USA — Eli Lilly and Company is set to acquire Akouos, a developer of viral gene therapies for the treatment of inner ear conditions, including sensorineural hearing loss as the drugmaker seeks to expand its arsenal of gene therapies.
The consideration is approximately US$487 million, plus a contingent value right worth up to US$610 million.
According to the agreement, Lilly will pay US$12.50 per share in cash for Akouos, with one contingent value right (CVR) of up to US$3.00 per share.
AK-OTOF, Akouos’ lead product candidate, is a gene therapy for the treatment of hearing loss caused by otoferlin gene mutations (OTOF).
AK-CLRN1 for Usher Type 3A, an autosomal recessive disorder characterized by progressive loss of both hearing and vision, GJB2 for a common form of monogenic deafness and hearing loss, and AK-antiVEGF for the treatment of vestibular schwannoma are among the drugs in the company’s pipeline.
The planned acquisition of Akouos is Lilly’s latest large-scale investment in building a robust gene therapy pipeline across multiple indications.
In 2021, the company established a foothold in the sector by acquiring Prevail Therapeutics in a deal worth up to US$1 billion for its portfolio of clinical-stage and preclinical neuroscience candidates.
This clinical pipeline included gene therapy candidates for Parkinson’s disease, Gaucher disease, and frontotemporal dementia at the time of acquisition.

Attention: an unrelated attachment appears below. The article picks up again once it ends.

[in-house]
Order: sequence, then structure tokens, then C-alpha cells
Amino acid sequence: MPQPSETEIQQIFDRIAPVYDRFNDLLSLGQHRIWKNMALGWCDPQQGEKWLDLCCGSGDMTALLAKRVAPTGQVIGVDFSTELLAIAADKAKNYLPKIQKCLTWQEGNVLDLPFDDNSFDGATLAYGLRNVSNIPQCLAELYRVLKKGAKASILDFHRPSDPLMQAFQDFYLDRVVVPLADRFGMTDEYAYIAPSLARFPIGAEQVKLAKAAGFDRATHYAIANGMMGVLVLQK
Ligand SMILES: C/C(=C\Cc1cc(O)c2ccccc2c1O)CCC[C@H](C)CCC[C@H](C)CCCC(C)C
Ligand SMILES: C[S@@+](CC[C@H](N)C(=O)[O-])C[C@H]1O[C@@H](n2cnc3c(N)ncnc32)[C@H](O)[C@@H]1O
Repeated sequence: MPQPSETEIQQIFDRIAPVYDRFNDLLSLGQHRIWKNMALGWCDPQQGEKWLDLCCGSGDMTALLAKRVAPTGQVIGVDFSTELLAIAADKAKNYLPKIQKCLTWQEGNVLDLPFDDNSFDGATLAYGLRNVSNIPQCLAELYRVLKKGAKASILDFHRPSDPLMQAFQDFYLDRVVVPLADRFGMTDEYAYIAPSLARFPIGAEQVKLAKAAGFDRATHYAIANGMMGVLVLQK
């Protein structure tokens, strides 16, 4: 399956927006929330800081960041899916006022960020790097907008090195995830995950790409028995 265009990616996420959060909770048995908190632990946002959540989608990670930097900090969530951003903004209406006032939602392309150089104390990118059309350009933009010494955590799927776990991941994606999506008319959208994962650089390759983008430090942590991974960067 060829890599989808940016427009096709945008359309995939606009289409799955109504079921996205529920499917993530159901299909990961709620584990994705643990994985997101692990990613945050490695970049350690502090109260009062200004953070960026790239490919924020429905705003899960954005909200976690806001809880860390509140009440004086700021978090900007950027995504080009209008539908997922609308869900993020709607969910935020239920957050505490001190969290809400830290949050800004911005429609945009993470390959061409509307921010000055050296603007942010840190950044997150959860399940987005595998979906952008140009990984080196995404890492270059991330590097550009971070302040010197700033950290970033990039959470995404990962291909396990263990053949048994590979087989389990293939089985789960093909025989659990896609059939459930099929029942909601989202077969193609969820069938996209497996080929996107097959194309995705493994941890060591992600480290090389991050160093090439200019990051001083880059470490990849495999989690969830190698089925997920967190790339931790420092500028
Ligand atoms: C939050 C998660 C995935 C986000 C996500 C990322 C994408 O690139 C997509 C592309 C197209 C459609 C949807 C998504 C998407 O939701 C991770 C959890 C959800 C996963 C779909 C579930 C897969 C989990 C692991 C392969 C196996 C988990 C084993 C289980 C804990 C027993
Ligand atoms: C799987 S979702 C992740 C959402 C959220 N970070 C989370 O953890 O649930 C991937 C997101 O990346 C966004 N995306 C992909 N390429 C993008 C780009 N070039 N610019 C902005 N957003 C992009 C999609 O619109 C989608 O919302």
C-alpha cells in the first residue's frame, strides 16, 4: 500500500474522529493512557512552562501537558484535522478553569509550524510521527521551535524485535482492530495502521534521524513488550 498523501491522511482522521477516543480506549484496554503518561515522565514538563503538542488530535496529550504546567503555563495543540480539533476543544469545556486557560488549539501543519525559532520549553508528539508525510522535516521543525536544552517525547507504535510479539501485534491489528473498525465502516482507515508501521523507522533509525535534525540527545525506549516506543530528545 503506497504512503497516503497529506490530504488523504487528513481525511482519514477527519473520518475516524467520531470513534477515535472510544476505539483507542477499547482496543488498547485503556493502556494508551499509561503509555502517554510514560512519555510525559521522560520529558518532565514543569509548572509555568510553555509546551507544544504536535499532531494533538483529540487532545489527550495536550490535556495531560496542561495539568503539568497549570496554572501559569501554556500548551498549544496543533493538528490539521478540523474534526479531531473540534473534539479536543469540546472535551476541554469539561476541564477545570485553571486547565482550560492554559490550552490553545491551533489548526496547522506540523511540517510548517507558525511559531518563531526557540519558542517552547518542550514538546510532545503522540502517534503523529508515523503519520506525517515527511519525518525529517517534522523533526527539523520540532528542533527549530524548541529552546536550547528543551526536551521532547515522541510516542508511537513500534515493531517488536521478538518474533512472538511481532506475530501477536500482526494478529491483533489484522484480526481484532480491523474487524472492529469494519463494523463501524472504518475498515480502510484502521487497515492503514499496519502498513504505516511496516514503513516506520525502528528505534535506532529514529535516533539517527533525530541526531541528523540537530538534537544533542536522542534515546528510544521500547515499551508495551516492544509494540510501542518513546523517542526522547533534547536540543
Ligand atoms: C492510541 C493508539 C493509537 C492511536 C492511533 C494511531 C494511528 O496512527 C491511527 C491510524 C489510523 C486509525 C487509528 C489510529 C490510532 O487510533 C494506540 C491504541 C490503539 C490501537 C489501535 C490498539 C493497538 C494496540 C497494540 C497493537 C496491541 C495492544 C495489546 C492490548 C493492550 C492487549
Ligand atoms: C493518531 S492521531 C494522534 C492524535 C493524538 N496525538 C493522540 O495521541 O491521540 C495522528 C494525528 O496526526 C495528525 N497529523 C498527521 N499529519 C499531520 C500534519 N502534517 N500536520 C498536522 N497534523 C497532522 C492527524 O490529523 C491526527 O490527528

Alzheimer’s disease, amyotrophic lateral sclerosis (ALS), and other neurodegenerative disorders were among the preclinical candidates.
In February, Lilly announced the establishment of the Lilly Institute for Genetic Medicine, which includes a US$700 million investment in the development of a state-of-the-art facility in the Boston Seaport area.
The Institute will be based at the Prevail Therapeutics facility in both Boston and New York.
The new Institute will, according to the company, “fuel the development of genetic medicines, which already account for more than 20% of Lilly’s diabetes, immunology, and central nervous system research portfolio.”
Last month, Akouos received FDA approval for an AK-OTOF phase 1/2 trial.
The timing put Akouos slightly ahead of Decibel, which has also received FDA approval to begin trials for a competing OTOF gene therapy.
Decibel may eventually test its candidate on children younger than two years old, whereas Akouos plans to test its candidate on children as young as two years old